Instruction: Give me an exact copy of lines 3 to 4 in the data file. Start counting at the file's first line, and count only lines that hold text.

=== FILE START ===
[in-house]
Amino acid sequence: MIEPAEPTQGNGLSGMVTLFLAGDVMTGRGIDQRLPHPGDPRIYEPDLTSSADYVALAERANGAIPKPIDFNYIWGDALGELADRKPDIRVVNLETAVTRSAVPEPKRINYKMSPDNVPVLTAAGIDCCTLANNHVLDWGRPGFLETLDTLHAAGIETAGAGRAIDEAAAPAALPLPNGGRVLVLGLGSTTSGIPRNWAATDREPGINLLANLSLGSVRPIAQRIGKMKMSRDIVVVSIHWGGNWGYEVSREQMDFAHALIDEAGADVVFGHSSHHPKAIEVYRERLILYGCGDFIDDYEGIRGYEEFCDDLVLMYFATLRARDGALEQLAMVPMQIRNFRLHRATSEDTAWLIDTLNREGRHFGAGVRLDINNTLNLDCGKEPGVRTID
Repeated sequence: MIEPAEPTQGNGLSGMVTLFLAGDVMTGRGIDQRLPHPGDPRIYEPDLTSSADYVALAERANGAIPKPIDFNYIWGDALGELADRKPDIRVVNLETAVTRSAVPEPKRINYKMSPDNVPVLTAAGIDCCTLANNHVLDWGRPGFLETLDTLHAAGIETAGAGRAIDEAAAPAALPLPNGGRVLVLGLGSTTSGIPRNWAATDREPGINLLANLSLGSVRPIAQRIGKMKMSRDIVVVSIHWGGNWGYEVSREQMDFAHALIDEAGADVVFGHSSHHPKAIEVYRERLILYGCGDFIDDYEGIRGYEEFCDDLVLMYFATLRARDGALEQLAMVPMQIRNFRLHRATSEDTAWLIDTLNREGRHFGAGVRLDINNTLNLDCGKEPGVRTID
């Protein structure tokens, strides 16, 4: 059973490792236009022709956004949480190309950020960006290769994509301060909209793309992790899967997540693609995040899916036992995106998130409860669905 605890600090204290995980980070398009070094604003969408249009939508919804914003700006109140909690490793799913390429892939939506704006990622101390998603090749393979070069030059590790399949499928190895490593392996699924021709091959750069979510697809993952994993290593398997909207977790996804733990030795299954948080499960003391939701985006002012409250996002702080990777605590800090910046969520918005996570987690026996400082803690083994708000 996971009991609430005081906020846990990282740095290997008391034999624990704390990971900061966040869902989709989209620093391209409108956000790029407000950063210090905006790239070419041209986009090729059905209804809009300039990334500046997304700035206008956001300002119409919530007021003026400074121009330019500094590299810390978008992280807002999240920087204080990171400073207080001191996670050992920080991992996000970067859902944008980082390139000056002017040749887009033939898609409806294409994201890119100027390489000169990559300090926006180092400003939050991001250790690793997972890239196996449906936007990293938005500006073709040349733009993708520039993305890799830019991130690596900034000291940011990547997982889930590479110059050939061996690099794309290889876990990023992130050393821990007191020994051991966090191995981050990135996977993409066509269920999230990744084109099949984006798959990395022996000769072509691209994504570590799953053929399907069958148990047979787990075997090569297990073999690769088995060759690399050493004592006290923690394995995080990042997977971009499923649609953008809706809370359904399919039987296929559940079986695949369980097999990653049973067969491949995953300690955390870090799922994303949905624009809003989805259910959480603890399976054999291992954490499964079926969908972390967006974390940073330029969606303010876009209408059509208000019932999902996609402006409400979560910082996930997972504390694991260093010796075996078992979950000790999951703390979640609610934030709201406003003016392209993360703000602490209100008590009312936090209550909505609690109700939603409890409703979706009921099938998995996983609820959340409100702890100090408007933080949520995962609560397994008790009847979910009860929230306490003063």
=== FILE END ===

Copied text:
Repeated sequence: MIEPAEPTQGNGLSGMVTLFLAGDVMTGRGIDQRLPHPGDPRIYEPDLTSSADYVALAERANGAIPKPIDFNYIWGDALGELADRKPDIRVVNLETAVTRSAVPEPKRINYKMSPDNVPVLTAAGIDCCTLANNHVLDWGRPGFLETLDTLHAAGIETAGAGRAIDEAAAPAALPLPNGGRVLVLGLGSTTSGIPRNWAATDREPGINLLANLSLGSVRPIAQRIGKMKMSRDIVVVSIHWGGNWGYEVSREQMDFAHALIDEAGADVVFGHSSHHPKAIEVYRERLILYGCGDFIDDYEGIRGYEEFCDDLVLMYFATLRARDGALEQLAMVPMQIRNFRLHRATSEDTAWLIDTLNREGRHFGAGVRLDINNTLNLDCGKEPGVRTID
């Protein structure tokens, strides 16, 4: 059973490792236009022709956004949480190309950020960006290769994509301060909209793309992790899967997540693609995040899916036992995106998130409860669905 605890600090204290995980980070398009070094604003969408249009939508919804914003700006109140909690490793799913390429892939939506704006990622101390998603090749393979070069030059590790399949499928190895490593392996699924021709091959750069979510697809993952994993290593398997909207977790996804733990030795299954948080499960003391939701985006002012409250996002702080990777605590800090910046969520918005996570987690026996400082803690083994708000 996971009991609430005081906020846990990282740095290997008391034999624990704390990971900061966040869902989709989209620093391209409108956000790029407000950063210090905006790239070419041209986009090729059905209804809009300039990334500046997304700035206008956001300002119409919530007021003026400074121009330019500094590299810390978008992280807002999240920087204080990171400073207080001191996670050992920080991992996000970067859902944008980082390139000056002017040749887009033939898609409806294409994201890119100027390489000169990559300090926006180092400003939050991001250790690793997972890239196996449906936007990293938005500006073709040349733009993708520039993305890799830019991130690596900034000291940011990547997982889930590479110059050939061996690099794309290889876990990023992130050393821990007191020994051991966090191995981050990135996977993409066509269920999230990744084109099949984006798959990395022996000769072509691209994504570590799953053929399907069958148990047979787990075997090569297990073999690769088995060759690399050493004592006290923690394995995080990042997977971009499923649609953008809706809370359904399919039987296929559940079986695949369980097999990653049973067969491949995953300690955390870090799922994303949905624009809003989805259910959480603890399976054999291992954490499964079926969908972390967006974390940073330029969606303010876009209408059509208000019932999902996609402006409400979560910082996930997972504390694991260093010796075996078992979950000790999951703390979640609610934030709201406003003016392209993360703000602490209100008590009312936090209550909505609690109700939603409890409703979706009921099938998995996983609820959340409100702890100090408007933080949520995962609560397994008790009847979910009860929230306490003063």